Late Spanish Colonial Subsistence Practices and Their Environmental Impact in the Middle Rio Grande Valley
Author(s): Caitlin Ainsworth
In 1598, Spanish colonialists introduced European domestic fauna, including sheep, pigs, and cattle, into New Mexico’s Middle Rio Grande Valley (MRGV). Sometime after this initial contact, Native residents of the MRGV shifted away from the use of a diverse set of native fauna and focused their diets on non-native domestic taxa. This shift had far reaching effects; reliance on domestic grazers ultimately led to overgrazing, erosion, and loss of native species – all of which characterize the modern Southwestern landscape. Knowledge of the timing of these changes is critical to understanding their impetus and effects. Recent research suggests the shift from exploiting a diverse resource base to reliance on a small number of domesticates occurred after the end of the 17th century but before the beginning of the 20th century. However, a lack of zooarchaelogical data from sites occupied during the 18th and 19th centuries has thus far prevented more specific dating of this critical transition. Analysis of the faunal assemblage from Los Ranchos Plaza, occupied AD 1750-1904, is helping to fill this knowledge gap, and improve our understanding of changes in the nature of human and environmental interactions following the Columbian exchange.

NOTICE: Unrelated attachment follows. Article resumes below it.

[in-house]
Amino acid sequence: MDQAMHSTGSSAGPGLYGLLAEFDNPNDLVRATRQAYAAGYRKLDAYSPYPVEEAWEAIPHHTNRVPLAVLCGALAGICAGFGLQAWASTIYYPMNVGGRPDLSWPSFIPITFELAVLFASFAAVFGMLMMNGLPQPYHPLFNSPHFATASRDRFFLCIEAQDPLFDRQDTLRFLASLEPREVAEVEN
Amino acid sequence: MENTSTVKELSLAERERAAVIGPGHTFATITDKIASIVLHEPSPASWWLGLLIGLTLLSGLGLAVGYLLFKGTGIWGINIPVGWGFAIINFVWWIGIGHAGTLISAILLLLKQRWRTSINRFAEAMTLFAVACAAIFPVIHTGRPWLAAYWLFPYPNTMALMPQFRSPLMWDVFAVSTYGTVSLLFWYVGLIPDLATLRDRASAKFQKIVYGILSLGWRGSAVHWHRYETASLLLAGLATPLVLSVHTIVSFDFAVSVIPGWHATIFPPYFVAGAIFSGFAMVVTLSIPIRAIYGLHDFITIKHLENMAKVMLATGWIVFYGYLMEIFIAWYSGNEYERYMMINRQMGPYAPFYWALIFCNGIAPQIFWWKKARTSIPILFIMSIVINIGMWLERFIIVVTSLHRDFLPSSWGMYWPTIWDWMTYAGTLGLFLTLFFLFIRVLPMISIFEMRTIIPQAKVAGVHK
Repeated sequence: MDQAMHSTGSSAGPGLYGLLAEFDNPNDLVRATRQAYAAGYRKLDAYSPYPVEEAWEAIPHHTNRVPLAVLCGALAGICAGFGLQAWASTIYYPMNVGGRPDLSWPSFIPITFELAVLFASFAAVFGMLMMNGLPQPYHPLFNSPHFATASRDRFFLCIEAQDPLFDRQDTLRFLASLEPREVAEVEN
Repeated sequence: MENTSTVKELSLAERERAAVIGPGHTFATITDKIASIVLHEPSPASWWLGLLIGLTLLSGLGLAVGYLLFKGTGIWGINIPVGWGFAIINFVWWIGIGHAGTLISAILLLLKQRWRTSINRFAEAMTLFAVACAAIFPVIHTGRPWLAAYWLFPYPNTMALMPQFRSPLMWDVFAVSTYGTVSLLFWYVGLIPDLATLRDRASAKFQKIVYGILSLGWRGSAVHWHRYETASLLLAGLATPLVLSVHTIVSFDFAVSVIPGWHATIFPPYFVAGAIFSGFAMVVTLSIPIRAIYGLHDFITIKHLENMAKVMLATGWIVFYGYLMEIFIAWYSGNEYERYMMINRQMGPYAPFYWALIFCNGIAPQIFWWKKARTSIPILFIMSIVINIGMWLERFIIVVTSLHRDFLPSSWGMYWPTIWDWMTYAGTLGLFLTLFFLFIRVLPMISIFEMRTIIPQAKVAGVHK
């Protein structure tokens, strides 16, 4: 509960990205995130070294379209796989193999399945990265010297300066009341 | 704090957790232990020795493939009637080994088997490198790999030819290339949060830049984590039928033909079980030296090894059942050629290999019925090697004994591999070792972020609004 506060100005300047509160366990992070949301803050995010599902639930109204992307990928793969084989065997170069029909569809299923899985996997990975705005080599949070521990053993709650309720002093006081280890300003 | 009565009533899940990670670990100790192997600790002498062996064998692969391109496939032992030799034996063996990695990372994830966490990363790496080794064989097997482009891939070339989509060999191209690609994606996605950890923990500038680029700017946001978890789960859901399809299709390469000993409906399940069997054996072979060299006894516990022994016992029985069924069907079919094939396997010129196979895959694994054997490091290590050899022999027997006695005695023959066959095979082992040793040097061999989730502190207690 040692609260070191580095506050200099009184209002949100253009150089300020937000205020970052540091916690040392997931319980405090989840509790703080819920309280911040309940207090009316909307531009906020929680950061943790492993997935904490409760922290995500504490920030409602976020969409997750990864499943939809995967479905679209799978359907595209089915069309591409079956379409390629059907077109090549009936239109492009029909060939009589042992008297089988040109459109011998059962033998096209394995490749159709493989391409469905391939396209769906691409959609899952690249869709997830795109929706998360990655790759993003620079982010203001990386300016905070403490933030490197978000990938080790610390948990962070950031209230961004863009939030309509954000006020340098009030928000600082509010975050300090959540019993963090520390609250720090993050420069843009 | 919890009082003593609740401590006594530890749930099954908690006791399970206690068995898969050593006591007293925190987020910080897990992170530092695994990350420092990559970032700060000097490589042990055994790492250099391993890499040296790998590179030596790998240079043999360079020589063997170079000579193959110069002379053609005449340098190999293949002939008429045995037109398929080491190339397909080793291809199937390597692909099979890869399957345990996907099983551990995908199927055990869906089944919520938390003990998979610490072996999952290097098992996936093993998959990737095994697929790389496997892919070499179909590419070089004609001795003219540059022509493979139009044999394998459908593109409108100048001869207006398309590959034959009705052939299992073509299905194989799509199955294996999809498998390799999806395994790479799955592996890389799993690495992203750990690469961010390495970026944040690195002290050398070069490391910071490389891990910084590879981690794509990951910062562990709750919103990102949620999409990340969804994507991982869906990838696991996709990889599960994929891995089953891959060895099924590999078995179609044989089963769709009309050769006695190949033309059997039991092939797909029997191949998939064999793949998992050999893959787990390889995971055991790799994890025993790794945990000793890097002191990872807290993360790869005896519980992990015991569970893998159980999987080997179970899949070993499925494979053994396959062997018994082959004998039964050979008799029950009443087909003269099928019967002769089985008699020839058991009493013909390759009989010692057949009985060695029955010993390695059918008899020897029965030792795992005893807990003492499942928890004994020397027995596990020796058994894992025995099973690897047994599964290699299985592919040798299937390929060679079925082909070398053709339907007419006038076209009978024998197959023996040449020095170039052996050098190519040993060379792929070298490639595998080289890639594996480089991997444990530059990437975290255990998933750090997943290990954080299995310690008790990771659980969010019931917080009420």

Cite this Record
Late Spanish Colonial Subsistence Practices and Their Environmental Impact in the Middle Rio Grande Valley. Caitlin Ainsworth. Presented at The 81st Annual Meeting of the Society for American Archaeology, Vancouver, British Columbia. 2017 ( tDAR id: 429533)
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min long: -115.532; min lat: 30.676 ; max long: -102.349; max lat: 42.033 ;
Abstract Id(s): 16562